Whether you grew up in the '50s or not, there's just something about Happy Days that takes us all back to a simpler time. Generations of families have watched the show together, but they probably never knew these behind-the-scenes facts.
1. The cast all worked second jobs as athletes
Happy Days creator Gary Marshall came up with a creative way to raise money for charity and let the cast relax after hours. They all played together on a softball team named the Happy Days All Stars. The team played short charity matches before major league games.
They also went on tours of U.S. military bases in Europe and Japan. All that and they managed to tape 11 seasons of the show. Not bad!
2. There was a "Female Fonzie"
Dedicated Happy Days fans know that Roz Kelley joined the show in season three as Pinky Tuscadero, a female delinquent who became Fonzie's love interest for three episodes. When the show was still on the air, the network made a huge deal about the new character and her relationship with the Fonz.
But it just wasn't meant to be. Tuscadero connected with fans, but Kelley butted heads with the show's cast and crew. She blamed the friction on her modest background, and said she had trouble working with "rich kids" like Henry Winkler.
3. Ron Howard joined the show to dodge the draft
After spending his childhood working on The Andy Griffith Show, Howard had no interest in being a TV actor and had his heart set on directing instead. But when the pilot for Happy Days was being filmed, going to film school wouldn't have saved Howard from the Vietnam War draft.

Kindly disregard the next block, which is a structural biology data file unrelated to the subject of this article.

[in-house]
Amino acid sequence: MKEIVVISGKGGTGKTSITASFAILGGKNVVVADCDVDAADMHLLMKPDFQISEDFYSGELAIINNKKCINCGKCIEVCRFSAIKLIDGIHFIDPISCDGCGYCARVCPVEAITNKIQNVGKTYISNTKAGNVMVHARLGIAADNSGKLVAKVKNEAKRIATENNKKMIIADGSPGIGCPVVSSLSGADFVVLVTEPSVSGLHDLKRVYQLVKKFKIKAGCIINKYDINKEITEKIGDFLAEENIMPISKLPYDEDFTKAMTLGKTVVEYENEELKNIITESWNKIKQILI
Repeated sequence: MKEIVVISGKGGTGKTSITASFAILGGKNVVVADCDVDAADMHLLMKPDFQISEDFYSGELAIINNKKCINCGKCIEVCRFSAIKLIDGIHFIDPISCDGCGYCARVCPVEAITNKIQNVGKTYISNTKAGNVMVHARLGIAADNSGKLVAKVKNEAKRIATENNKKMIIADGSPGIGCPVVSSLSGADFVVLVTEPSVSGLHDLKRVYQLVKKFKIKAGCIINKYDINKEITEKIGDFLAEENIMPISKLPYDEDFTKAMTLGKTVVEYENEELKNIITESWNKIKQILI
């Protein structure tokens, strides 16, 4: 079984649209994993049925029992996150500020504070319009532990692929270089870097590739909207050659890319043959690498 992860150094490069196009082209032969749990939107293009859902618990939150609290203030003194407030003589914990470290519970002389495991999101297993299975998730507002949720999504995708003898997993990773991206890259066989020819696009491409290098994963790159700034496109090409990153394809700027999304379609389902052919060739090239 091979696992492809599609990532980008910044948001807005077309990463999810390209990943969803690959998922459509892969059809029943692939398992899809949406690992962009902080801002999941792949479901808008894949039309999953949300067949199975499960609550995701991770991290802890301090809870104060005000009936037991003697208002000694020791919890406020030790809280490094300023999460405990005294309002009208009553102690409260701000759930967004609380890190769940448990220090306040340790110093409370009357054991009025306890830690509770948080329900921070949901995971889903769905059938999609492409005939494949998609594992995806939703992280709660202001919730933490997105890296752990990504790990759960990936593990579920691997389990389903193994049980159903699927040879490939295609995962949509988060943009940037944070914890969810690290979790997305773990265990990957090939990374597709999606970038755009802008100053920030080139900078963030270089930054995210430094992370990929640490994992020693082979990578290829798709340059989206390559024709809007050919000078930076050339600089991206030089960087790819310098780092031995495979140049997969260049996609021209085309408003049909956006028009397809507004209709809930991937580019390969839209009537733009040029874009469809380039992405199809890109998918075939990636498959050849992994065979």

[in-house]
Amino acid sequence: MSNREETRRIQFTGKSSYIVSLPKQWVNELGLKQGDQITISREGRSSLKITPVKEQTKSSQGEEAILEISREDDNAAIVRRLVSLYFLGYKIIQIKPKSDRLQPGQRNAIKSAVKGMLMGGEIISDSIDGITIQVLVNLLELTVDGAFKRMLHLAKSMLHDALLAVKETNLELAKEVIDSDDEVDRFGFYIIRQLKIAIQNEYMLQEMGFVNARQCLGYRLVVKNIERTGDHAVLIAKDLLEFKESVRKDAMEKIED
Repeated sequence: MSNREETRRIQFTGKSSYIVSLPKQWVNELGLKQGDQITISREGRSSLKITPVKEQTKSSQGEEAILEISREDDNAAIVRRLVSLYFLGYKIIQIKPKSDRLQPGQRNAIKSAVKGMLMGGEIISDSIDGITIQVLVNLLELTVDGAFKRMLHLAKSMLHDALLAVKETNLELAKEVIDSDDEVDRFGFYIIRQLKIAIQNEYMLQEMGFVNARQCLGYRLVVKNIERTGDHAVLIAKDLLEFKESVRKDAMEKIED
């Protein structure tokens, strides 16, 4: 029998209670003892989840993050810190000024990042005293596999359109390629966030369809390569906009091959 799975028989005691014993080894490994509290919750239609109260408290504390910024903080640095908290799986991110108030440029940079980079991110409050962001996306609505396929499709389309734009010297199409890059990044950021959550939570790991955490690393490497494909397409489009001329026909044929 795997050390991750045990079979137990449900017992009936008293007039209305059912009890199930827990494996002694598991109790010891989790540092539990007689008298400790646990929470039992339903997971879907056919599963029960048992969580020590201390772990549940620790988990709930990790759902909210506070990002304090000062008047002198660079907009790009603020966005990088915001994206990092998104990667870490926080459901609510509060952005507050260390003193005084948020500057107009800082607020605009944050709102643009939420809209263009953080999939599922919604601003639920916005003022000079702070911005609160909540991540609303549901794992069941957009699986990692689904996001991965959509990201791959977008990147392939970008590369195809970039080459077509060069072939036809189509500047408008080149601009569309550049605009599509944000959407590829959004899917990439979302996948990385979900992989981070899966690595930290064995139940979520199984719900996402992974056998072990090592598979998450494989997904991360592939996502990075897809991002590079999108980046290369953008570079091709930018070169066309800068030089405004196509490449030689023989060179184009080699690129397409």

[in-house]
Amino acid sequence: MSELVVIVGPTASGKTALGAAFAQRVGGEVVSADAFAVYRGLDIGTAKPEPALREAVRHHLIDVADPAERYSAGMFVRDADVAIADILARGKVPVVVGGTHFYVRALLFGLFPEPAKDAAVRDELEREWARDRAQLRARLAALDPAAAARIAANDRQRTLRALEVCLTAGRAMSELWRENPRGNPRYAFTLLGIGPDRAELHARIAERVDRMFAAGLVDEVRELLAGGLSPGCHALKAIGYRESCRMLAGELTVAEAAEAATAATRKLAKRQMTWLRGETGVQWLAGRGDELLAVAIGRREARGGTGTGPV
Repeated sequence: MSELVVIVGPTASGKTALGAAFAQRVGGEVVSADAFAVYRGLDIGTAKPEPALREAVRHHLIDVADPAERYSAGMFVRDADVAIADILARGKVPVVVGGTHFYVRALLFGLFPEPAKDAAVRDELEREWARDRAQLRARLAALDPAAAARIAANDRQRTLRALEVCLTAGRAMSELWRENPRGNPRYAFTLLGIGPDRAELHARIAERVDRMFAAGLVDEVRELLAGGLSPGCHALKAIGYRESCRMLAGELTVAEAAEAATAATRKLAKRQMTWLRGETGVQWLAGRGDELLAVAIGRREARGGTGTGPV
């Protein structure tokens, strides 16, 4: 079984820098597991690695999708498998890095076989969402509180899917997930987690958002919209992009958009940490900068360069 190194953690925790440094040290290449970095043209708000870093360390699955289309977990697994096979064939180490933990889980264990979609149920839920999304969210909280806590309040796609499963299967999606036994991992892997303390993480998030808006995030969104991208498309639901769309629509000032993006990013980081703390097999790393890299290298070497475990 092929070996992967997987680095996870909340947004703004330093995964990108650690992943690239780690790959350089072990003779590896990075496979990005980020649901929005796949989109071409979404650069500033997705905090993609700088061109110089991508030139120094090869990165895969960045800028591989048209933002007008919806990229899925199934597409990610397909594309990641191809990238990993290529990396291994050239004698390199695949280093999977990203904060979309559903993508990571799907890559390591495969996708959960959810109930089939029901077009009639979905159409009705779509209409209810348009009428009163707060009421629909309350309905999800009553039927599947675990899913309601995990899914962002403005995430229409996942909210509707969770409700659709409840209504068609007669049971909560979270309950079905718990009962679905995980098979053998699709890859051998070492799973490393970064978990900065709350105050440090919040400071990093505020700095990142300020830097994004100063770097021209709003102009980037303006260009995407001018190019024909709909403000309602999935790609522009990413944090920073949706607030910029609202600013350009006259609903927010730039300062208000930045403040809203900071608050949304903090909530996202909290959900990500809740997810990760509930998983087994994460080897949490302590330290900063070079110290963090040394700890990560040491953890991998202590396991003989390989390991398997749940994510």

To stay in America, Howard had to prove that he was working a job that kept at least 30 other people in business, and of course the lead role in a TV show qualified. President Nixon ended the draft just after the pilot was filmed.
4. Robin Williams turned the show on its head
Cast members called the script that introduced Mork from Ork "unreadable," but the late great Robin Williams made it shine anyways. Creator Gary Marshall's son asked him to make "a Martian episode" after seeing Star Wars in theaters. The original actor cast as Mork actually quit days before the episode taped.
That led to up-and-coming comic Robin Williams getting an audition for the part. When he stepped into the audition room, producers asked him to take a seat. He sat on the chair upside down and won the part right away.
5. Fonzie never drove his motorcycle
Fonzie's iconic motorcycle - a 1949 Triumph Trophy TR5 Scrambler - started out as a real bike but was changed into a prop just a few days after the show started filming. Henry Winkler was supposed to drive a few feet during a scene, but Winkler is famously dyslexic and couldn't read the dials on the bike.
“I gunned it and rammed into the sound truck," he explained, "nearly killed the director of photography, put the bike down and slid under the truck.” Needless to say Fonzie's license was revoked. For the rest of the series, the bike was moved using a hidden wheeled platform.
6. The show was originally called 'COOL'
Producers worried the name would remind people of cigarettes. The original premise for the show was also different: it was supposed to be set in the 1920s, not the 1950s. Since Gary Marshall was a child of the '50s, he suggested that era instead, and the rest is history.
Keep reading to find out why Fonzie's leather jacket was banned by producers...